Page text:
## Thriller Horror Mystery Sci-Fi Documentary IMAX War Musical Western
## 3 0 0 0 0 0 0 0 0 0
## Film-Noir (no genres listed)
## 3 0 0
```

`movie_genres_dummy[7,]`

```
## Adventure Animation Children Comedy Fantasy Romance Drama Action Crime
## 7 0 0 0 1 0 1 0 0 0
## Thriller Horror Mystery Sci-Fi Documentary IMAX War Musical Western
## 7 0 0 0 0 0 0 0 0 0
## Film-Noir (no genres listed)
## 7 0 0
```

`movies[c(3,7),]$title`

`## [1] "Grumpier Old Men (1995)" "Sabrina (1995)"`

Task 4. Try different examples and find what are the names of similar movies. Does it make sense?

## Ratings of the movie

Next, we want to take into account ratings. For that task we will take advantage of `recommenderlab`

, which requires matrix as an input.

```
ratings_spread <- spread(ratings, key=movieId, value=rating) # columns - movies, rows-users
rating_matrix <- as.matrix(ratings_spread[,-1]) # exclude column with user ids
dimnames(rating_matrix) <- list(paste("u", unique(ratings$userId), sep=""),
paste("m", unique(ratings$movieId), sep=""))
```

Next, we create an objet suitable for the package input:

`rating_matrix_lab <- as(rating_matrix, "realRatingMatrix")`

`getRatingMatrix(rating_matrix_lab)`

```
# can be translated to the list
#as(rating_matrix_lab, "list")
image(rating_matrix_lab) # too big to see
```

```
# subset of the data
image(rating_matrix_lab[1:20,1:20])
```

It is recommended to briefly take a look at this tutorial: https://cran.r-project.org/web/packages/recommenderlab/vignettes/recommenderlab.pdf

There are a lot of different recommender systems, listed by function

`recommenderRegistry$get_entry_names()`

```
## [1] "ALS_realRatingMatrix" "ALS_implicit_realRatingMatrix"
## [3] "ALS_implicit_binaryRatingMatrix" "AR_binaryRatingMatrix"
## [5] "IBCF_binaryRatingMatrix" "IBCF_realRatingMatrix"
## [7] "POPULAR_binaryRatingMatrix" "POPULAR_realRatingMatrix"
## [9] "RANDOM_realRatingMatrix" "RANDOM_binaryRatingMatrix"
## [11] "RERECOMMEND_realRatingMatrix" "SVD_realRatingMatrix"
## [13] "SVDF_realRatingMatrix" "UBCF_binaryRatingMatrix"
## [15] "UBCF_realRatingMatrix"
```

`recommenderRegistry$get_entry("POPULAR", dataType="realRatingMatrix")`

```
## Recommender method: POPULAR for realRatingMatrix
## Description: Recommender based on item popularity.
## Reference: NA
## Parameters:
## normalize aggregationRatings aggregationPopularity
## 1 "center" new("standardGeneric" new("standardGeneric"
```

`recommenderRegistry$get_entry("IBCF", dataType="realRatingMatrix")`

```
## Recommender method: IBCF for realRatingMatrix
## Description: Recommender based on item-based collaborative filtering.
## Reference: NA
## Parameters:
## k method normalize normalize_sim_matrix alpha na_as_zero
## 1 30 "Cosine" "center" FALSE 0.5 FALSE
```

Task 5. Take a look at other methods. Discuss during the class, which ones would make sense for this movie recommender. Why?

Let’s try our first model, which is recommendation based on popularity. The method computes average rating for each item based on available ratings and predicts each unknown rating as average for the item.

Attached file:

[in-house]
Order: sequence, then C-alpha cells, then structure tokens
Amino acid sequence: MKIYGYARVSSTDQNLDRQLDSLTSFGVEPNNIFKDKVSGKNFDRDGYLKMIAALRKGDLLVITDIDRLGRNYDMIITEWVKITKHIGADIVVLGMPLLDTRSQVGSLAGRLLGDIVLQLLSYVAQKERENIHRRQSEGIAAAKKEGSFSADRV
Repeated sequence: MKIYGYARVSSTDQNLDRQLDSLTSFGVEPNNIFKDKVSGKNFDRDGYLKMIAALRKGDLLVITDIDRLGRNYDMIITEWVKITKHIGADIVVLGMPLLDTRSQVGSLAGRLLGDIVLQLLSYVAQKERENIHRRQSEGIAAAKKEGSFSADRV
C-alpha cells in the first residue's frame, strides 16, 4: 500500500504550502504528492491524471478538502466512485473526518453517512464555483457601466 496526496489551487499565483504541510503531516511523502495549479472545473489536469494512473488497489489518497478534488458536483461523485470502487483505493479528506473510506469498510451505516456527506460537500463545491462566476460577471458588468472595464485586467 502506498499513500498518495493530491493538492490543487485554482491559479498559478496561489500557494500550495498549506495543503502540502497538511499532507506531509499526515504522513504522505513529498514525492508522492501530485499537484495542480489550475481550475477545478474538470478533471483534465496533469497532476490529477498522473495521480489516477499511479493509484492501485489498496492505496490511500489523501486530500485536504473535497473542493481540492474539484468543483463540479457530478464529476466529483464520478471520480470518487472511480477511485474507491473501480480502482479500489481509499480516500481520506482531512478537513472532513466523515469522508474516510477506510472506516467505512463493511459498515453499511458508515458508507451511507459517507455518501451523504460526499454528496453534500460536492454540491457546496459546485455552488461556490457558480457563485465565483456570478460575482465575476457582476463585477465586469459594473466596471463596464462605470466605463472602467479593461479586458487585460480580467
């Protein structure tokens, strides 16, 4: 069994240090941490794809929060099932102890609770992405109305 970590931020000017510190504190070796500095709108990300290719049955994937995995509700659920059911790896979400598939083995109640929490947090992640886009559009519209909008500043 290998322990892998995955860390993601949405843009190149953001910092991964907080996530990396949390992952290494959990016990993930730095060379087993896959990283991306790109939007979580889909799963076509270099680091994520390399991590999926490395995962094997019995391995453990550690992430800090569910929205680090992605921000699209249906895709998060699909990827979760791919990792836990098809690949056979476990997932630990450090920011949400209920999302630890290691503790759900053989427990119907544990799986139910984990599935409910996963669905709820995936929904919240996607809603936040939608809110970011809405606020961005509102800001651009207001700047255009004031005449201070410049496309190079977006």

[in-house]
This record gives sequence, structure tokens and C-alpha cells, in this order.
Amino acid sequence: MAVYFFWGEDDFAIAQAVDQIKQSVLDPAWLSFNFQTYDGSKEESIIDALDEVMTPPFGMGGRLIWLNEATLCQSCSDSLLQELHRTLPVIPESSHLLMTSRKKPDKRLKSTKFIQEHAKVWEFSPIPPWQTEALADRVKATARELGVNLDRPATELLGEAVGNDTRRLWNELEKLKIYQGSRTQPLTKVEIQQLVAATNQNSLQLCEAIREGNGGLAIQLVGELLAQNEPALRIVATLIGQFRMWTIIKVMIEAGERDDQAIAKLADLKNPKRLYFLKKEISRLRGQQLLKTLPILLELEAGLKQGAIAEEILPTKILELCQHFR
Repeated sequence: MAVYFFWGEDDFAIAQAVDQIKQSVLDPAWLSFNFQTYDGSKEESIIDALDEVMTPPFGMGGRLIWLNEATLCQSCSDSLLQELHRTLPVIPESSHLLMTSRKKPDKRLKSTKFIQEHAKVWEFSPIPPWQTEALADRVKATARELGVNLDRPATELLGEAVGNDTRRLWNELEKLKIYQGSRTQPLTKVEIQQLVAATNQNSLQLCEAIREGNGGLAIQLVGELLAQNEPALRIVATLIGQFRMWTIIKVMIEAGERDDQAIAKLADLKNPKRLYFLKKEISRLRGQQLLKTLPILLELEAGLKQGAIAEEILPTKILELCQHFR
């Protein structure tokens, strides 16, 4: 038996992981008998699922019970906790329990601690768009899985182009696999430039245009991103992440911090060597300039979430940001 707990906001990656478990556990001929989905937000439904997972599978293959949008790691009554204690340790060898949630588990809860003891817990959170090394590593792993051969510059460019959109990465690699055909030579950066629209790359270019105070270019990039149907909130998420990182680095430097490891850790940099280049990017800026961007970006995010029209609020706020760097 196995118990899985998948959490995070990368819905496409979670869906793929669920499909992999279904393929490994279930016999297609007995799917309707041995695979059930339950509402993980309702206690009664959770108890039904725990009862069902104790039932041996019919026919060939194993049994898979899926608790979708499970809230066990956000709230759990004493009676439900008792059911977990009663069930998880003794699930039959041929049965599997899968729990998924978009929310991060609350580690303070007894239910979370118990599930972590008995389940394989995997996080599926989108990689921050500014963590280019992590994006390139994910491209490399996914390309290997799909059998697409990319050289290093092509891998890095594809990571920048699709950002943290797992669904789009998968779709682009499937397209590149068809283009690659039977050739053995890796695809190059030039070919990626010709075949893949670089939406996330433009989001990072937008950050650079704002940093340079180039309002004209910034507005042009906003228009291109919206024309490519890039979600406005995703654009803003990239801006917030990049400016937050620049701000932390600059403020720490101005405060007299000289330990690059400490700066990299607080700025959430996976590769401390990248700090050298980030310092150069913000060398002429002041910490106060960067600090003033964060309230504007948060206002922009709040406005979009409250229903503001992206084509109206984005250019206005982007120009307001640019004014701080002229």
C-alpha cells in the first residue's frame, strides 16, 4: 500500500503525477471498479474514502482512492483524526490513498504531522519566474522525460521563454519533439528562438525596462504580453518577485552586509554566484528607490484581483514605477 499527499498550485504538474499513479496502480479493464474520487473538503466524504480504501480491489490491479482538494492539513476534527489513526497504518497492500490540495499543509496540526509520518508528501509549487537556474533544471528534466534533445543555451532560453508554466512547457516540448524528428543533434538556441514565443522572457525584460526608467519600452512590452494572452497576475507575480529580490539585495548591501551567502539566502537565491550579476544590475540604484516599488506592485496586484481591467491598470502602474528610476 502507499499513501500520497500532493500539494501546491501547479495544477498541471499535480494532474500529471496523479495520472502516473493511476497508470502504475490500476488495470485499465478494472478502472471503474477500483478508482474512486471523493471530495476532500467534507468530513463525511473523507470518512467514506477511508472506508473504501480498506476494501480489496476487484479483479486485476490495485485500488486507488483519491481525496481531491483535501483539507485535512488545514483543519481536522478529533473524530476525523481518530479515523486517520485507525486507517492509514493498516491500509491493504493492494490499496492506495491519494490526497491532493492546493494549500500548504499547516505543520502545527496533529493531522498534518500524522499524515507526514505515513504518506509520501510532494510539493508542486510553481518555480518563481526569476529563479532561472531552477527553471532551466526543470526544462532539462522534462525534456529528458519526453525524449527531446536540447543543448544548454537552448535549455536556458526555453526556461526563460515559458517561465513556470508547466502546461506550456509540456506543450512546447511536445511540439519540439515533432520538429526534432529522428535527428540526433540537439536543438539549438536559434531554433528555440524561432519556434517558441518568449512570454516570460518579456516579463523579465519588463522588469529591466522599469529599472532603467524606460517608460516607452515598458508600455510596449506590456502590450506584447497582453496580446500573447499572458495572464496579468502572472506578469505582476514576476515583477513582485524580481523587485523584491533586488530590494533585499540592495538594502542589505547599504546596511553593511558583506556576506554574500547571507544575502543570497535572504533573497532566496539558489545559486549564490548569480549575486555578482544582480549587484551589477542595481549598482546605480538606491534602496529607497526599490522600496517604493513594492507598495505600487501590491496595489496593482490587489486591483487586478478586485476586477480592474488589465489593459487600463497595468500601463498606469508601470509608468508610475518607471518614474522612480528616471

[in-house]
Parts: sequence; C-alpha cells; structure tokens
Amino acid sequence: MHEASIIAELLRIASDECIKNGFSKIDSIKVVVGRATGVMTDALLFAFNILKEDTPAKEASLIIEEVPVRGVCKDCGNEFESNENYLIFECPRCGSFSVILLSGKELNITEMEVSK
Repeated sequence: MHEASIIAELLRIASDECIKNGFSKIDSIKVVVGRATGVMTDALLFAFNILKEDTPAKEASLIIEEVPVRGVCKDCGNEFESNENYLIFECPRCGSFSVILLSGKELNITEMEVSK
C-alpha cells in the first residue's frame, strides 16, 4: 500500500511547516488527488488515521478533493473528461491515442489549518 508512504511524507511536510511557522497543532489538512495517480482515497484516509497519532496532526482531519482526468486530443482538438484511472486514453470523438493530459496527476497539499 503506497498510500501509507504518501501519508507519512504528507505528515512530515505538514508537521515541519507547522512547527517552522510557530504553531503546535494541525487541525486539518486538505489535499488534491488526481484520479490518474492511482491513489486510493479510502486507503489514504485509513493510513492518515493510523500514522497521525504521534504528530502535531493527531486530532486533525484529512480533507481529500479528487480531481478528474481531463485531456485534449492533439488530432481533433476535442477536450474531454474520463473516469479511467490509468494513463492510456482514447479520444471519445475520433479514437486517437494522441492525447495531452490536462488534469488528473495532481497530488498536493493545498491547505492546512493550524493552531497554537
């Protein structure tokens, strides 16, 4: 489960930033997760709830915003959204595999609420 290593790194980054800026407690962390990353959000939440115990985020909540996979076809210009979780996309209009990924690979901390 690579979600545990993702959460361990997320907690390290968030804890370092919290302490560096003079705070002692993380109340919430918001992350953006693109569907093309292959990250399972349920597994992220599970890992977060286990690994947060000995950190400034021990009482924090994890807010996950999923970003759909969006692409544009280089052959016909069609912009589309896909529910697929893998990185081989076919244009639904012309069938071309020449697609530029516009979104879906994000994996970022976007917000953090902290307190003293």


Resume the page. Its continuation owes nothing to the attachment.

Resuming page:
```
model <- Recommender(rating_matrix_lab, method = "POPULAR")
recom <- predict(model, rating_matrix_lab[1:4], n=10)
as(recom, "list")
```

```
## $u1
## [1] "m2734" "m2263" "m335" "m4019" "m2005" "m152" "m292" "m231"
## [9] "m2108" "m2726"
##
## $u2
## [1] "m2734" "m335" "m2005" "m2108" "m2726" "m9" "m1096"
## [8] "m2759" "m4967" "m48304"
##
## $u3
## [1] "m335" "m2005" "m292" "m2108" "m2726" "m9" "m2759"
## [8] "m48304" "m3007" "m2501"
##
## $u4
## [1] "m2734" "m4019" "m152" "m292" "m2108" "m9" "m1096"
## [8] "m4967" "m48304" "m3007"
```

Task 6. Find the titles and genres of the movies that are recommended.

We can also predict ratings:

```
prediction <- predict(model, rating_matrix_lab[1:5], type="ratings")
as(prediction, "matrix")[,1:5]
```

```
## m31 m1029 m1061 m1129 m1172
## u1 2.775976 2.394019 2.128042 1.301898 2.227099
## u2 3.712818 3.330861 3.064885 2.238740 3.163941
## u3 3.794603 3.412646 3.146670 2.320525 3.245727
## u4 4.574015 4.192058 3.926082 3.099937 4.025138
## u5 4.135976 3.754019 NA 2.661898 3.587099
```

## Evaluation of the recommender system

```
set.seed(5864)
eval_scheme <- evaluationScheme(rating_matrix_lab, method="split", train=0.8, given=-5)
#5 ratings of 20% of users (per user) are excluded for testing
model_popular <- Recommender(getData(eval_scheme, "train"), "POPULAR")
prediction_popular <- predict(model_popular, getData(eval_scheme, "known"), type="ratings")
# check visually predictions for 50 users , 50 movies
image(prediction_popular[1:50,1:50])
```

```
rmse_popular <- calcPredictionAccuracy(prediction_popular, getData(eval_scheme, "unknown"))[1]
rmse_popular
```

```
## RMSE
## 0.935082
```

If you recall, RMSE (root mean square error) was also used in regression problems. It does not tell us much alone, but we can **compare** models:

```
# learn about input parameters via help
model_ubcf <- Recommender(getData(eval_scheme, "train"), "UBCF",
param=list(normalize = "center", method="Cosine", nn=50))
```

Note that we use the same scheme

`prediction_ubcf <- predict(model_ubcf, getData(eval_scheme, "known"), type="ratings")`

```
rmse_ubcf <- calcPredictionAccuracy(prediction_ubcf, getData(eval_scheme, "unknown"))[1]
rmse_ubcf
```

```
## RMSE
## 0.9682466
```

```
rbind(calcPredictionAccuracy(prediction_popular, getData(eval_scheme, "unknown")),
calcPredictionAccuracy(prediction_ubcf, getData(eval_scheme, "unknown")))
```

```
## RMSE MSE MAE
## [1,] 0.9350820 0.8743784 0.7000101
## [2,] 0.9682466 0.9375014 0.7423649
```

Task 7. Which model is better? Why? Concentrate on discussing the code and the results. Compare the results for different seeds. Are these results consistent?